Making up sleep on the weekends and holidays can reverse the adverse effects of irregular sleep on weekdays in kids, and potentially, help stave off obesity.
When children are given the opportunity to sleep more on occasions like weekends and holidays, the extra sleep tends to mitigate the adverse effects of irregular sleep on weekdays, according to new research published in Pediatrics.
In the new study, researchers from the University of Chicago and the University of Louisville examined the effects of duration and regularity of sleep schedules on body mass index (BMI) and the effect on metabolic regulation in children.
While the association between short sleep duration, obesity, and metabolic dysfunction in children has been proposed, it had not been explored appropriately. In this study, Karen Spruyt, PhD, and colleagues examined the effects of duration and regularity of sleep schedules on BMI and the impact on metabolic regulation in children by assessing the sleep patterns of 308 community-recruited children ages four to 10 years with wrist actigraphs for one week. They also measured fasting morning plasma levels of glucose, insulin, lipids, and high-sensitivity C-reactive protein.
Regardless of weight, they found that children averaged eight hours of sleep per night, which is significantly lower than current recommendations. Although obese children did not have radically different school day sleep schedules compared with their normal-weight counterparts, analyses of SV throughout the week revealed that obese children were less likely to experience “catch-up” sleep on weekends. The combination of less sleep and more variable sleep patterns was associated with adverse metabolic outcomes, including altered insulin, low-density lipoprotein, and high-sensitivity C-reactive protein plasma levels, according to the authors.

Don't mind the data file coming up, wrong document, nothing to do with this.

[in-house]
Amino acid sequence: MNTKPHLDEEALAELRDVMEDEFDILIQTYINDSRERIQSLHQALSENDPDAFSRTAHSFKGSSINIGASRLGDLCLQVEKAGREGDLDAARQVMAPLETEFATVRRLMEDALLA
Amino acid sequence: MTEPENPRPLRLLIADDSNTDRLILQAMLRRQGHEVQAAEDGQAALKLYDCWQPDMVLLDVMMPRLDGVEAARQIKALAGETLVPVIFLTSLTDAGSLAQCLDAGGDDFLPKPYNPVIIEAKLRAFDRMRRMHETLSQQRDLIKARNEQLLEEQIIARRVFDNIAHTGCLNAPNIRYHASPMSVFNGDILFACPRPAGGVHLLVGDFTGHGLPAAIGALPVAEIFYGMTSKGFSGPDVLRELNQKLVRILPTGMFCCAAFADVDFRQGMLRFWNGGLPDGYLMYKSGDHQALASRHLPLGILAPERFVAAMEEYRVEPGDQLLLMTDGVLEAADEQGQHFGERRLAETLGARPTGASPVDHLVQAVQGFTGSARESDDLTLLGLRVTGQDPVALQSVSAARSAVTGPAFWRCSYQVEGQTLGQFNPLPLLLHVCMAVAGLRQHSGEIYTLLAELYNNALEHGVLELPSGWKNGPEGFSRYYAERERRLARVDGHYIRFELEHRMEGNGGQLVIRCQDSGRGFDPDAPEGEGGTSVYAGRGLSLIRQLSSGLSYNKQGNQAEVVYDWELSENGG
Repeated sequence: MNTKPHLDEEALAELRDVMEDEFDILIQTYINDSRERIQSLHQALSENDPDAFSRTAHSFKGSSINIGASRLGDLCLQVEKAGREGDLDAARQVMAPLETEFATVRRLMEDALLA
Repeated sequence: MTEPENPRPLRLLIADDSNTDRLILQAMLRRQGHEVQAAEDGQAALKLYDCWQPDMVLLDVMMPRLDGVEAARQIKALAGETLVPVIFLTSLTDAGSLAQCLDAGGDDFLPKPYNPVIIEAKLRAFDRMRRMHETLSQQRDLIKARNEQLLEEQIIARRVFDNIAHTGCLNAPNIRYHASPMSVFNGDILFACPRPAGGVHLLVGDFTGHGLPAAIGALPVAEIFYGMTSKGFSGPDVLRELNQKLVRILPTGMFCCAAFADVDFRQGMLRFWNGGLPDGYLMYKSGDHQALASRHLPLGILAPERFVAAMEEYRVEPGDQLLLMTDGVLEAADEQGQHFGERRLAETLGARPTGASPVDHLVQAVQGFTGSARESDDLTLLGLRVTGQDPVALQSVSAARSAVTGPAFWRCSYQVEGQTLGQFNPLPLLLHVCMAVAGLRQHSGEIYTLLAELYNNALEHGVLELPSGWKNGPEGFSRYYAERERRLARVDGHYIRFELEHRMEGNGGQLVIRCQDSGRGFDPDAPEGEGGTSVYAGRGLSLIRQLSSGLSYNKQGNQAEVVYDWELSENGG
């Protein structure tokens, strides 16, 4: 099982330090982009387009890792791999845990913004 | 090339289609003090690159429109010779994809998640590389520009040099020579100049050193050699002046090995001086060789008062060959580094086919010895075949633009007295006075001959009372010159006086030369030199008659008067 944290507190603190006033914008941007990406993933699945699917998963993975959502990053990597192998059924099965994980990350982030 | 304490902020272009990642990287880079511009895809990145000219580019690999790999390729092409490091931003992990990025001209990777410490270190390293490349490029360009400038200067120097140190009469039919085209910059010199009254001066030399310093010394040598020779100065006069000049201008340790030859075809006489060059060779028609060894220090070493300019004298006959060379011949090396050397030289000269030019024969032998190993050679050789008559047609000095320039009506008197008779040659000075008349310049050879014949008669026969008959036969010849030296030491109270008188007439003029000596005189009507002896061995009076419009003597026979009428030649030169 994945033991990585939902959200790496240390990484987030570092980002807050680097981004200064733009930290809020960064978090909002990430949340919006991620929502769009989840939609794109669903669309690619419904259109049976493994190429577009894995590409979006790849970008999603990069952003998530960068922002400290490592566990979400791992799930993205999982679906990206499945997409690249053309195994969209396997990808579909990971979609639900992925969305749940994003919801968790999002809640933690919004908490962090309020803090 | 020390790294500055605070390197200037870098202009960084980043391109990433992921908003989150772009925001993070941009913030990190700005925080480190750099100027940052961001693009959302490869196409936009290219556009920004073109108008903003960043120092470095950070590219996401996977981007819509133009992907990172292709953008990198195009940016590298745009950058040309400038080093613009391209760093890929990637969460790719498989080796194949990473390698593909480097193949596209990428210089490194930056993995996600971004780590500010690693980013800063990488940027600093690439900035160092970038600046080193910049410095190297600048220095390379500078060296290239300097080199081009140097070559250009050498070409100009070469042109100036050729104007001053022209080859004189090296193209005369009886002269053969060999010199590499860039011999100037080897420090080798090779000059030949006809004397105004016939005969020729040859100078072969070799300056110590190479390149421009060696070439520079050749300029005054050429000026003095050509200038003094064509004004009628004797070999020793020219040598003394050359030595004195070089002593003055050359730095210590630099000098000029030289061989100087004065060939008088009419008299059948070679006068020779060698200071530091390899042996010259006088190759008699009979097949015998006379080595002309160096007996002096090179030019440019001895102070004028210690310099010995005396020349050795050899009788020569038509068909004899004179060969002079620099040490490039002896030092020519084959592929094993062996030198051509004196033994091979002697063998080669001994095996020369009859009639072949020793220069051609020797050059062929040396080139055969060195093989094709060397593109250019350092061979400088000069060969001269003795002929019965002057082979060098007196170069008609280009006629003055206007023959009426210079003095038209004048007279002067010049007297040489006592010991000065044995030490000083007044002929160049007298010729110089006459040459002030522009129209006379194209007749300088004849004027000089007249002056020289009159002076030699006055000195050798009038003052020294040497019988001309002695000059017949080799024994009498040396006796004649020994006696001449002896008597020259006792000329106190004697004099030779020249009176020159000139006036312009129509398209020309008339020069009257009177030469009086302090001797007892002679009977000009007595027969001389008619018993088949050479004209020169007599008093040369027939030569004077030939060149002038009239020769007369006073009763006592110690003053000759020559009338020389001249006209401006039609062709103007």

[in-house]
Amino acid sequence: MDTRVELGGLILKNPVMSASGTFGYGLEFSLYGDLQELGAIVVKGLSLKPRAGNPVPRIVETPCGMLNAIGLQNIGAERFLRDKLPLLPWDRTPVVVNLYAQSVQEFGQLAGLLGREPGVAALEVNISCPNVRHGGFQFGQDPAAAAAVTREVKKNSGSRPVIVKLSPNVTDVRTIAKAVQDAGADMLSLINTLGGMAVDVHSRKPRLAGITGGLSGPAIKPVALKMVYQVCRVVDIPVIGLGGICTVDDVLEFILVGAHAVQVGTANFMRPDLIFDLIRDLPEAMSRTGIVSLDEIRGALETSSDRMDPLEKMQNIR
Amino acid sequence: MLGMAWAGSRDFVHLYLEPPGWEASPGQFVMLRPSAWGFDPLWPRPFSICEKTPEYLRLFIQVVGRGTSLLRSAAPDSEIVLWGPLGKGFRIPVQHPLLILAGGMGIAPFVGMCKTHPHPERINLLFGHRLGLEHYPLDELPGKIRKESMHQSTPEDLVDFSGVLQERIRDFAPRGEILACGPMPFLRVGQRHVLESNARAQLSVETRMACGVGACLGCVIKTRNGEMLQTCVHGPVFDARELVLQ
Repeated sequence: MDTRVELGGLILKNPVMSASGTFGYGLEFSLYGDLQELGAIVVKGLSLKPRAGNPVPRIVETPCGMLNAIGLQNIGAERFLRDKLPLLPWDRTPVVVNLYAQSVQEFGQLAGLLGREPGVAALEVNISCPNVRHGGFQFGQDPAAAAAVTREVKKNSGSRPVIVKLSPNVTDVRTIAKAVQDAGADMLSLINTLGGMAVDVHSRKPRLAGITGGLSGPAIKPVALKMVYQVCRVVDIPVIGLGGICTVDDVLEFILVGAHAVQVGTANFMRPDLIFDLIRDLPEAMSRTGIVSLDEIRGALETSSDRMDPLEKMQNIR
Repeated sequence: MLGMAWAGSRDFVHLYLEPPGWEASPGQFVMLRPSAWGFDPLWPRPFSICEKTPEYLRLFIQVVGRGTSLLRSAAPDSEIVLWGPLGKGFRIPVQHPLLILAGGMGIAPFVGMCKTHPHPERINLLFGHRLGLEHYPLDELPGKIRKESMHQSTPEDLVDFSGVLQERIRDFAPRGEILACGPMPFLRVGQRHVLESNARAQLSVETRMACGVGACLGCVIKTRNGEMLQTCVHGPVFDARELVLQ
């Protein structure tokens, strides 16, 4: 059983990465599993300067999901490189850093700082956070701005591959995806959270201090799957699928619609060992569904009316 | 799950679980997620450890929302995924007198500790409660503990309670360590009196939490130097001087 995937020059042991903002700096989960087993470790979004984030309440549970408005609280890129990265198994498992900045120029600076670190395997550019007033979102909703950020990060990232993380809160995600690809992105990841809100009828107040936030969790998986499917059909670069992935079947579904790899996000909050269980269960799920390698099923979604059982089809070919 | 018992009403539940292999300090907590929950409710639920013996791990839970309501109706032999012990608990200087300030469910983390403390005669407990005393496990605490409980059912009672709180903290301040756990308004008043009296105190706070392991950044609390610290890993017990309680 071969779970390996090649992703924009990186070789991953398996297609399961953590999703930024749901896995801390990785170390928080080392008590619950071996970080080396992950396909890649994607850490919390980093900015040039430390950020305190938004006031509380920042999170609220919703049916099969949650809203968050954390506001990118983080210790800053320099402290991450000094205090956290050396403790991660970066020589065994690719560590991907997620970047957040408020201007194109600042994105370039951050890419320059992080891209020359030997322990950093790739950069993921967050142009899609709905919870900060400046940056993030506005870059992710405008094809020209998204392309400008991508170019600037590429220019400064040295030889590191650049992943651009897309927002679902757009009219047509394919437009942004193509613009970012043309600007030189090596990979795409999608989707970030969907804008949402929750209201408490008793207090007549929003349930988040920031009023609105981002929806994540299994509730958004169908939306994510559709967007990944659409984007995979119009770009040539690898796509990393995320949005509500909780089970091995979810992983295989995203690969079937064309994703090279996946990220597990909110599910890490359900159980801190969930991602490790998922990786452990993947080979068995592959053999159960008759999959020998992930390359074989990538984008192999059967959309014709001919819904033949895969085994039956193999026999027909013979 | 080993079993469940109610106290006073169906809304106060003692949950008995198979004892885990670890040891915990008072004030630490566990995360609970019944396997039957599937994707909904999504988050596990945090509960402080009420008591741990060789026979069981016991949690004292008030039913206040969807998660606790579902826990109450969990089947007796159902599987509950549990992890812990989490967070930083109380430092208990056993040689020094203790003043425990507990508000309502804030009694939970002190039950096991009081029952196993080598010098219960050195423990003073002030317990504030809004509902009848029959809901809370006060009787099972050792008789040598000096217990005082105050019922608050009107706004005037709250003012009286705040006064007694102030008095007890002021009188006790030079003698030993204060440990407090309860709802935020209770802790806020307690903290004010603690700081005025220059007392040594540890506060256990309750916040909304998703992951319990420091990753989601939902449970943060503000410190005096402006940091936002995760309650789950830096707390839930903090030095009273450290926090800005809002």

Spruyt and colleagues also found that children whose sleep patterns were at the lower end of sleep duration, particularly in the presence of irregular sleep schedules, exhibited the greatest health risk.
This information is critical, as approximately one in three obese preschool-aged children and half of all obese school-aged children become obese adults, they wrote. “Therefore, identification of children at risk during infancy and early childhood and implementation of prospective interventions aiming to prolong and to regularize sleep for such children should provide more-definitive answers regarding the role of sleep in the context of BMI regulation and metabolic homeostasis.”
The authors believe that “public health campaigns aiming to educate families regarding the benefits of longer and more-regular sleep may lead to decreased obesity and metabolic dysfunction trends for our children,” and should be pursued.
To read the Pediatrics study, click here.